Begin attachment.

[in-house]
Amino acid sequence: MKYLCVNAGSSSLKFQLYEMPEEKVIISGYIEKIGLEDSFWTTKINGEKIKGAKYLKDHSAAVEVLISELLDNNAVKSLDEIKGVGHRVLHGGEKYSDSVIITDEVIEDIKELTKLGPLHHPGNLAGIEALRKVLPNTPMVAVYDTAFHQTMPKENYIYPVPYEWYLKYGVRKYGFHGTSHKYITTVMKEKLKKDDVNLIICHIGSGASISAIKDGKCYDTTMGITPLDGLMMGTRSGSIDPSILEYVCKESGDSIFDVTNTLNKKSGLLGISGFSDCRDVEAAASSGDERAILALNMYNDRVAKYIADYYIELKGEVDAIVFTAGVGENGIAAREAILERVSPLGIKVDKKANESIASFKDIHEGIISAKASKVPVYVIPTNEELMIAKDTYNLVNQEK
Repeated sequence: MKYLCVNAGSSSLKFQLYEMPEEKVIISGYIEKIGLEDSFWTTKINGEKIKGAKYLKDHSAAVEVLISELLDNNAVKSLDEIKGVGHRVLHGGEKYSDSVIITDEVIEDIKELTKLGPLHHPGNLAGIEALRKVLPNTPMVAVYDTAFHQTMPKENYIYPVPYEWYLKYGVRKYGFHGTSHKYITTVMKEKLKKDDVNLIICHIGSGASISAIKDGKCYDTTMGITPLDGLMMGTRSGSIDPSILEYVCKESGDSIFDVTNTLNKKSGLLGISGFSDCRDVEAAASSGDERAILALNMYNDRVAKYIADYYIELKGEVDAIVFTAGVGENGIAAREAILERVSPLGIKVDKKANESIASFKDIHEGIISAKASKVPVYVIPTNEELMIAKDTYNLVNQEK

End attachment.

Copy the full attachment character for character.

[in-house]
Amino acid sequence: MKYLCVNAGSSSLKFQLYEMPEEKVIISGYIEKIGLEDSFWTTKINGEKIKGAKYLKDHSAAVEVLISELLDNNAVKSLDEIKGVGHRVLHGGEKYSDSVIITDEVIEDIKELTKLGPLHHPGNLAGIEALRKVLPNTPMVAVYDTAFHQTMPKENYIYPVPYEWYLKYGVRKYGFHGTSHKYITTVMKEKLKKDDVNLIICHIGSGASISAIKDGKCYDTTMGITPLDGLMMGTRSGSIDPSILEYVCKESGDSIFDVTNTLNKKSGLLGISGFSDCRDVEAAASSGDERAILALNMYNDRVAKYIADYYIELKGEVDAIVFTAGVGENGIAAREAILERVSPLGIKVDKKANESIASFKDIHEGIISAKASKVPVYVIPTNEELMIAKDTYNLVNQEK
Repeated sequence: MKYLCVNAGSSSLKFQLYEMPEEKVIISGYIEKIGLEDSFWTTKINGEKIKGAKYLKDHSAAVEVLISELLDNNAVKSLDEIKGVGHRVLHGGEKYSDSVIITDEVIEDIKELTKLGPLHHPGNLAGIEALRKVLPNTPMVAVYDTAFHQTMPKENYIYPVPYEWYLKYGVRKYGFHGTSHKYITTVMKEKLKKDDVNLIICHIGSGASISAIKDGKCYDTTMGITPLDGLMMGTRSGSIDPSILEYVCKESGDSIFDVTNTLNKKSGLLGISGFSDCRDVEAAASSGDERAILALNMYNDRVAKYIADYYIELKGEVDAIVFTAGVGENGIAAREAILERVSPLGIKVDKKANESIASFKDIHEGIISAKASKVPVYVIPTNEELMIAKDTYNLVNQEK